EMAN RESEARCH PUBLISHING | <p>Undertsanding cancer for non-technical pupils</p>
Cancer Angiogenesis biology and therapeutics
LETTERS   (Open Access)

Undertsanding cancer for non-technical pupils

Norliyana Amran

+ Author Affiliations

Journal of Angiotherapy 1 (1) 039-040 https://doi.org/10.25163/angiotherapy.11000951108100517

Submitted: 11 September 2016 Revised: 15 February 2017  Published: 10 May 2017 


Abstract

Cancer is reported to have affected every fourth citizen of a developed country sometime during his or her lifetime. Approximately 400 new incidents emerge per 100,000 people annually (Parkin et al., 2005). In 2008, it was estimated that there were 12.7 million cancer cases and 7.6 million deaths (within 5 years of diagnosis) globally (Ferley et al.,2010). Further, this number will continue to increase year by year. But the question remains, what is cancer? There are many definitions of cancer and the easiest way to explain it is uncontrollable proliferation of cell. Cancer develops following a number of genetic mutations that cause functional alterations in oncogenes, tumor-suppressor genes and microRNA genes. It can affect any part of the body by means of uncontrolled and abnormal cell development (Vanhoecke et al., 2005).

Keywords: Cancer, Deaths, Tumor, Oncogenes

Cancer

GO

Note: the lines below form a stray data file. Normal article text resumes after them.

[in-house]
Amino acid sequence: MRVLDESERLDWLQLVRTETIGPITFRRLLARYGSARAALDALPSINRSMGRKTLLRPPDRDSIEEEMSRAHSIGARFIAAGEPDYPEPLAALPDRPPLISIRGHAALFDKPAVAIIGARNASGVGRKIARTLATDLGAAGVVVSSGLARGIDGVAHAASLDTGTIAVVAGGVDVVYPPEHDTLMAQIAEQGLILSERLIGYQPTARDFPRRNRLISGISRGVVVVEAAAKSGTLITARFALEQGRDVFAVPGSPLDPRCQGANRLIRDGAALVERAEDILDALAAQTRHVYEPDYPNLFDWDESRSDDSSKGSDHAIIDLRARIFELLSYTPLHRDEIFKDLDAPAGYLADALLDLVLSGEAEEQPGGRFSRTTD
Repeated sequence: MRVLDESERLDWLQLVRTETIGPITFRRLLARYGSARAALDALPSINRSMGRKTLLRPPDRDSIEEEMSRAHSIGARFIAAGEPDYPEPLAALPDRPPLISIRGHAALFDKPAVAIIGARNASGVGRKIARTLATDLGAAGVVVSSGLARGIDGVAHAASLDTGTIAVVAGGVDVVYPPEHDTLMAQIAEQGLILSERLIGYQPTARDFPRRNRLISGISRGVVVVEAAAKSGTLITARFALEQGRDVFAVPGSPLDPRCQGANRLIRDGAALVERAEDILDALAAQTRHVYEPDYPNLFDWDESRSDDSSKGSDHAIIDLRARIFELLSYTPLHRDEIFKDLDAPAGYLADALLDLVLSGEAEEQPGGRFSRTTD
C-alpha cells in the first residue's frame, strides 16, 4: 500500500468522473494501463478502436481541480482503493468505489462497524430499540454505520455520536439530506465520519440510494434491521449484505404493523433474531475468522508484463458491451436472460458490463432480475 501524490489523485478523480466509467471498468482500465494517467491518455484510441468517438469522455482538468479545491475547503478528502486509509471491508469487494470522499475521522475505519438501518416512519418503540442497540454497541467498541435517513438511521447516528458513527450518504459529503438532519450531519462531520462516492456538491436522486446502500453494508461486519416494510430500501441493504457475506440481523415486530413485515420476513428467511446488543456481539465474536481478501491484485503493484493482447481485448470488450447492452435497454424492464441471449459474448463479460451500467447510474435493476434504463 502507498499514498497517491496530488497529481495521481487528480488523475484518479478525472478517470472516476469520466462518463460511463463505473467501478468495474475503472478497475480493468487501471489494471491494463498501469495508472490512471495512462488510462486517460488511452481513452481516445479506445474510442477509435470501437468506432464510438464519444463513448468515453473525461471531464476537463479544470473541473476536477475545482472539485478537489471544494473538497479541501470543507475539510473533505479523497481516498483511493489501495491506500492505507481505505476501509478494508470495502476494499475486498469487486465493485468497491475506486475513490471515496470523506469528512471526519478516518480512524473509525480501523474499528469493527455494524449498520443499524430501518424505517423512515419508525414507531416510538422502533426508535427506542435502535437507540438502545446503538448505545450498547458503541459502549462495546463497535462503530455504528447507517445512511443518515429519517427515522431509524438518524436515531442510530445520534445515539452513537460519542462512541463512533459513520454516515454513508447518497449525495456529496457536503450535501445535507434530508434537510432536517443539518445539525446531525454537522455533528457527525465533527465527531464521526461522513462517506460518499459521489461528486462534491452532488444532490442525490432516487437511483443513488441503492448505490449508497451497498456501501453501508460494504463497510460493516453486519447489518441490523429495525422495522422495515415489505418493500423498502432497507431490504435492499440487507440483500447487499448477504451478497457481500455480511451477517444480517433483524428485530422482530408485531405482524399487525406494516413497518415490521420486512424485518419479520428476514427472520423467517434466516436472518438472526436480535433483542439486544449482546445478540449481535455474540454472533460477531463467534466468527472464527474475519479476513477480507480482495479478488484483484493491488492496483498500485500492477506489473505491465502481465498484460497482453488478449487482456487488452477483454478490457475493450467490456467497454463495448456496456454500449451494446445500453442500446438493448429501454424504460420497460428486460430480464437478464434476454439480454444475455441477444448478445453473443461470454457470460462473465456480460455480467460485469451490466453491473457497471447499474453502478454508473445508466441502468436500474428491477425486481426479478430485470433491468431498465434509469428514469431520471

Cancers have been treated in a few ways using conventional methods such as surgery, radiotherapy and chemotherapy (Kintzios & Barberaki, 2004). Surgery is performed if the cancerous tissues are still localized and have yet to metastasize to other parts of the body. However, this method usually develops scarring after surgery and may injure healthy tissues and organs adjacent to the cancerous tissues. In addition to that, some remains of neoplastic tissues will be present upon post-surgery (Kintzios & Barberaki, 2004). Radiation therapy is done by using ionizing wave that are directed to the cancerous cells. The damaging wave causes DNA fragmentation and subsequent apoptotic death of the cancerous cells. However, radiation treatment often leads to treatment failure due to the presence of radio-resistant cancer cells (Kintzios & Barberaki, 2004; Pesenti et al., 1992). Also, chemotherapy is a well-known cancer treatment that uses cytotoxic agents to either damage the DNA of cancerous cells or disrupt the metabolic pathways that are essential for cell survival. Despite the advancement of medical research and technology, the complete cure for cancer remains elusive. Current cancer therapies, as explained previously, can bring about undesired physical and psychological distress to the patients. Therefore, continuing global efforts in the search for novel anticancer compounds that possess high therapeutic efficacy and less adverse reactions compared to the existing anti-cancer drugs in the market are necessary.